Yes, very much so. If the defender has a shield in a zone, moving through it or attacking in it is more difficult. This is automatic, not requiring an action on the part of the defender. Some defensive assets cannot move and stay in one zone in a duel. You can’t swap which side you have an armored glove on for instance. But in some cases you can move defensive assets by simply maneuvering your body to make sure your half shielded side is towards your attacker. In this way the asset isn’t actually moving, but is moving for game purposes.

3 - The example with Kara and Nasir mentions the possibility to “parry”. How does this work, i could not find it explained anywhere?

Parrying basically using an attacking asset as a defensive one. While you can’t attack with a shield, a knife might parry or attack. So if you have a knife in one of your defensive zones you can consider it a defensive asset. It adds to difficulty as normal and can be assumed to be parrying any attack. Once it is in an opponent’s defensive zones it is too far to usefully parry so can’t be considered defensive. This is one of the reasons knives are pretty good as they can be used as both and its fine to fight with two blades, using one to attack keeping one in your defensive zones for protection.
Of course, a knife in your own defensive zone might be good for parrying, but it still needs to get into your opponents personal zone to make an attack, in this way this duel quality bonus isn’t unbalancing.

As your questions are mainly addressed to dueling I’d add that when it comes to ‘standard’ combat the Skirmish option is the one to go for. Dueling is designed to mirror fights like Paul Vs Feyd, which is why it has a lot more individual back and forth.

Hope thats all useful!

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All three of those explanations are perfect examples of overthinking something for no better reason than to overthink it.

How much more straight forward, common sense, and enjoyable to GM and Play is… …well… …just about every other RPG combat system ever made?

Heck, even MERP makes more sense that that, and in MERP it is theoretically possible to take a wound to the foot and have the top of your head explode.

Can you please explain some of the concept design choices that were made when it was decided to go for a system so abstract that it is all but useless, and even the Rules Author’s explanation don’t actually make anything at all any clearer.

Was the desire of “one rule for everything” so great that it created a terminal blind-spot for just how poorly explained that rule was, and how it was intrinsically flawed to the extent that you not only had to repeat it 6 times (and still say essentially nothing) but were completely incapable of putting a working example of a complete combat - of any kind - in the rulebook?

In combat for example; what is the thinking behind the statement “remember, you won’t get to attack every round”? I mean that makes absolutely no sense at all given that the explanation you were giving was about Dueling - where both combatants are already “engaged” and at Melee Range.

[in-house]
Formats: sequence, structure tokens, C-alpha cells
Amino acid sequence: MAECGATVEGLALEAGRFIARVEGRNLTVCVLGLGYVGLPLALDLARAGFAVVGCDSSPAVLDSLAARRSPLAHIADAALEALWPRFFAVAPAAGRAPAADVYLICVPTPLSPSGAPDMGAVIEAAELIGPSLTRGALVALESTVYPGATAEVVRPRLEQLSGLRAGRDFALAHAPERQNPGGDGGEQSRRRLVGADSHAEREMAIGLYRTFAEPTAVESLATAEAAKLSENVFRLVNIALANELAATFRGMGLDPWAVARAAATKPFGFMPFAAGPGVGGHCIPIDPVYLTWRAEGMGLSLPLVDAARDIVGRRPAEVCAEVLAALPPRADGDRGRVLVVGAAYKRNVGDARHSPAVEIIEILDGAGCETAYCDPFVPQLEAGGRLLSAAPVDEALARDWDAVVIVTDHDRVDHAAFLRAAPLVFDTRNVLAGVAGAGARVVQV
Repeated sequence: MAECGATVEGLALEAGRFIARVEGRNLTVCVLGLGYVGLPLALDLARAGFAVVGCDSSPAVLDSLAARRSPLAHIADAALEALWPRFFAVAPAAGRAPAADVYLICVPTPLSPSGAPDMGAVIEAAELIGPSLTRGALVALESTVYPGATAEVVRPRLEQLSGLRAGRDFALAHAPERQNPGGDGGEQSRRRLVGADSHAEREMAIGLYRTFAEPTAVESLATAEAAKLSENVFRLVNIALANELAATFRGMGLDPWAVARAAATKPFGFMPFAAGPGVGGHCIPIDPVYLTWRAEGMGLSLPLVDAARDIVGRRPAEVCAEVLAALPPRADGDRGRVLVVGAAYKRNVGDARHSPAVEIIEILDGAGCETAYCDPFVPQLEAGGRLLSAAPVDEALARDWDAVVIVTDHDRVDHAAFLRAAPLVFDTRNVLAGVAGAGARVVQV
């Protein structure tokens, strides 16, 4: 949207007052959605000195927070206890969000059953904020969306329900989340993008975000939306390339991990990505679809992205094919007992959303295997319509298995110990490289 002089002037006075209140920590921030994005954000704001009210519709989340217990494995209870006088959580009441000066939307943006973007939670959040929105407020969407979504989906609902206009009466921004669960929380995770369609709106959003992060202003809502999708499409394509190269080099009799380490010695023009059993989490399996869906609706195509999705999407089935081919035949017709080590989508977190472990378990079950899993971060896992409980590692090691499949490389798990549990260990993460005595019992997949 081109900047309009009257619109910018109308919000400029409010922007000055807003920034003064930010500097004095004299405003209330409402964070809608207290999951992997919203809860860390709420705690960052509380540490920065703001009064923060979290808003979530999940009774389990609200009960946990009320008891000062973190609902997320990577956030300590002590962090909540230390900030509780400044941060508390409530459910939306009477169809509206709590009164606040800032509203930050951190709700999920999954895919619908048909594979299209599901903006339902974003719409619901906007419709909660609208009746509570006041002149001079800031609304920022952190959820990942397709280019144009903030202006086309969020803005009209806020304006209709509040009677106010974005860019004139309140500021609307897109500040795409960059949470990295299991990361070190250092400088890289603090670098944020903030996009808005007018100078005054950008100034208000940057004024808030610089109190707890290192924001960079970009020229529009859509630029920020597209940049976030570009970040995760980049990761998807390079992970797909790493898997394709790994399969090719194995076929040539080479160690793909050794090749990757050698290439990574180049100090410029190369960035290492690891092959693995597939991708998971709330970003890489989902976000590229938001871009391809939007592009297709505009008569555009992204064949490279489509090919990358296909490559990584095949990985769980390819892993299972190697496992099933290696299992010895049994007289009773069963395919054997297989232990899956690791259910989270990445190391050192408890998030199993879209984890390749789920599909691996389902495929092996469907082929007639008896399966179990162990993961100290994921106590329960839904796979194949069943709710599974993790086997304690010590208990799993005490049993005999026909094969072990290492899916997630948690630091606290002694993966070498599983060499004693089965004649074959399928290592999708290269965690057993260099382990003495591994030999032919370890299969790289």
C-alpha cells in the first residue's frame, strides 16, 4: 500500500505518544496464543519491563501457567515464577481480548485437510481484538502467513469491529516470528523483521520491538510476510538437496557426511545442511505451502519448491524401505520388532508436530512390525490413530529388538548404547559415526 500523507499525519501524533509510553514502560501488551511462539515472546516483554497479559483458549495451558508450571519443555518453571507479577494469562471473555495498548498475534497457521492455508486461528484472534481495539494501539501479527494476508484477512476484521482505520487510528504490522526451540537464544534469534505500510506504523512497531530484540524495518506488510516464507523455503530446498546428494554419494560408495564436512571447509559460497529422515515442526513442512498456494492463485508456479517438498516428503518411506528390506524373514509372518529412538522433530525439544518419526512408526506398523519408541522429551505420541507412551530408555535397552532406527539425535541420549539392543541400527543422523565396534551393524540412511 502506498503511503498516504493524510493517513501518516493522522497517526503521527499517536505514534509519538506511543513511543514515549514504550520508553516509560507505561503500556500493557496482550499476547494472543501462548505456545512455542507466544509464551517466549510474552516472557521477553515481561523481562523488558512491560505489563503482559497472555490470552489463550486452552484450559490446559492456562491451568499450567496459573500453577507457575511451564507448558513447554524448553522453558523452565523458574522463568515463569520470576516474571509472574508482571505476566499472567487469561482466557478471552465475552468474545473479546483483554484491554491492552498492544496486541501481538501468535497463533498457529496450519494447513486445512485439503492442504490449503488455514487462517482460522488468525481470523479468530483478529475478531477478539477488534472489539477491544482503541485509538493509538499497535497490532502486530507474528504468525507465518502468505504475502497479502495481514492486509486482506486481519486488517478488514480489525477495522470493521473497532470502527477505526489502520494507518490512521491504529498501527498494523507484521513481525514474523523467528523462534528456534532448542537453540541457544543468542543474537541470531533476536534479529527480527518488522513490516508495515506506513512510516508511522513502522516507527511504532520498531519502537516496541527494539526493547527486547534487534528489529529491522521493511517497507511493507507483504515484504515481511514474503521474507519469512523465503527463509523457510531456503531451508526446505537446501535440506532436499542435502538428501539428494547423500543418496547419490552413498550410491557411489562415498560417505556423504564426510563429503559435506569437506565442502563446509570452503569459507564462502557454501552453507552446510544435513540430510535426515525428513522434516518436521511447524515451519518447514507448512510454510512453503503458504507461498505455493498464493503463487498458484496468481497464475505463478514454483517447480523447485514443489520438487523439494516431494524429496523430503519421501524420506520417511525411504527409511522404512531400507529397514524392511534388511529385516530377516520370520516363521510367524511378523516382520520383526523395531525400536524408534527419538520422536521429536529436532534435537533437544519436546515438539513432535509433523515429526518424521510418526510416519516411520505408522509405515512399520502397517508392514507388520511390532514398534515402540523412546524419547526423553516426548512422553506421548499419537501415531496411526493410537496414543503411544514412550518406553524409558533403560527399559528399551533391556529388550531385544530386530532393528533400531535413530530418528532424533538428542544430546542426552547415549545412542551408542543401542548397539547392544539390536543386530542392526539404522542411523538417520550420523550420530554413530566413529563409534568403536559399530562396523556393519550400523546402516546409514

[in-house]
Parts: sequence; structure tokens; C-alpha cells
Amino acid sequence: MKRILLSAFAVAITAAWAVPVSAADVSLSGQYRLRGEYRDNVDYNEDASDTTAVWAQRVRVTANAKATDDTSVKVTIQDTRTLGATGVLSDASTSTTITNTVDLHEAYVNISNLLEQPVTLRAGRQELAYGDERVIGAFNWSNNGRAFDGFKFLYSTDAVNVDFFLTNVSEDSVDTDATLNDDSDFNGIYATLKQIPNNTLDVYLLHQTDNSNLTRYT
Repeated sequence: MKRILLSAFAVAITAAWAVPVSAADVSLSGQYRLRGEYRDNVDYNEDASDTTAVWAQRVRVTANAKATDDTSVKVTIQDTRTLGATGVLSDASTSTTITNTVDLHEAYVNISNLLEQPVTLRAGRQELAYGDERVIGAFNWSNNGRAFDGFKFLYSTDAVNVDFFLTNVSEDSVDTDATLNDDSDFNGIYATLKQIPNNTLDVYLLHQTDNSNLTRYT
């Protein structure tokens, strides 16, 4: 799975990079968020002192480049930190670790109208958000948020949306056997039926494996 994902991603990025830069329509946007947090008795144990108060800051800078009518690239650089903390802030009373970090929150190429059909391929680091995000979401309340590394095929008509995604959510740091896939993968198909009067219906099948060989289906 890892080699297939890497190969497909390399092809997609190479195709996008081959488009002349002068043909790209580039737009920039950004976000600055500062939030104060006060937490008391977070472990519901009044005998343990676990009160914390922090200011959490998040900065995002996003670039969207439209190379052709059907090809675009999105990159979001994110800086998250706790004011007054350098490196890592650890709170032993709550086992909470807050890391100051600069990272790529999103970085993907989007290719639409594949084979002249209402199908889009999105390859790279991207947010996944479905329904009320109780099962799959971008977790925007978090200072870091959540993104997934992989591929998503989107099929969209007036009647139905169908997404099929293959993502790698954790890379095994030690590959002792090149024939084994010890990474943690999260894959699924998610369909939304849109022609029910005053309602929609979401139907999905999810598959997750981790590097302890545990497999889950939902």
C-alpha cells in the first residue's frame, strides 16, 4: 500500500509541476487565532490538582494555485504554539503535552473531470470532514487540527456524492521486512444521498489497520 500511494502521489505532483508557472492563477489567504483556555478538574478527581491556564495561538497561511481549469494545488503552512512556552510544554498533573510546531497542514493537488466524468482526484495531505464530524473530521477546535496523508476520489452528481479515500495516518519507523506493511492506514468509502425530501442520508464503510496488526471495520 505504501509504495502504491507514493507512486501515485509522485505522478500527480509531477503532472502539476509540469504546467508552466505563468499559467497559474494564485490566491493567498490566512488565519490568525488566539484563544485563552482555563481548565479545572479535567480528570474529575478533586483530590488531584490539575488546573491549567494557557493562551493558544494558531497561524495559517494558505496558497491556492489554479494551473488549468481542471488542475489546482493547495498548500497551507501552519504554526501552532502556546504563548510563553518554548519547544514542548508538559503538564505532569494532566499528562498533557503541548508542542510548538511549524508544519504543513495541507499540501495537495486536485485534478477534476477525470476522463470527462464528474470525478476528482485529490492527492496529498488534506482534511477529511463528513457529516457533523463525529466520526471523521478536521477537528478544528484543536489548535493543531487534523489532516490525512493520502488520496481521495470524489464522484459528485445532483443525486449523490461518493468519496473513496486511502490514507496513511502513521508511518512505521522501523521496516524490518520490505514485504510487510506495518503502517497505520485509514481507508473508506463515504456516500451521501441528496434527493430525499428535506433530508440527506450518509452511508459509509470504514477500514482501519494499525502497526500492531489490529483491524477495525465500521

I am honestly struggling to grasp what the thinking was behind these rules, other than “we have to have one rule do everything the same” - which, by the way, is probably the very worst decision any game designer could ever make; because the things you are trying to represent with the rules fall into very different categories.

Stabbing someone with a knife is - even its most abstract - completely different to hacking a computer, or driving a car, or seducing a partner.
You rules fail to recognise this, and that is largely why a) there are threads here asking for much, much better explanations (which we still aren’t getting by the way) and b) the rules are effectively not fit for purpose.

I have just written a review for Amazon UK, and my closing statement is this:

As much as I love the source material in the book, I can honestly say there is no chance at all I’ll be running Dune using these rules, they are simply not fit for purpose.

I genuinely hope my review spares anyone else from wasting money on a product that doesn’t even attempt to be what it claims to be.

@Andy-Modiphius Thank you, thats all very useful. Actually that comment about not attacking every round helped the most because this is something i’m not used to from other games.

As a follow up question: In this system i suppose you would only ever fight with 2 knives, right? It doesn’t seem to make any sense to fight with only one knife in a duel and miss the additional defensive asset.

Cool, glad that helped.
You can fight with two knives, absolutely. Its a good plan to have one for attack and one for defense. However, given this is the system for duels each combatant might be limited to what is considered ‘honorable’ for the contest. Just one knife each and no shields might be considered the standard for an honour duel for instance.

When it comes to Skirmishes, which are more common as thats more like a standard D&D fight, its less detailed so there is less advantage in having two blades.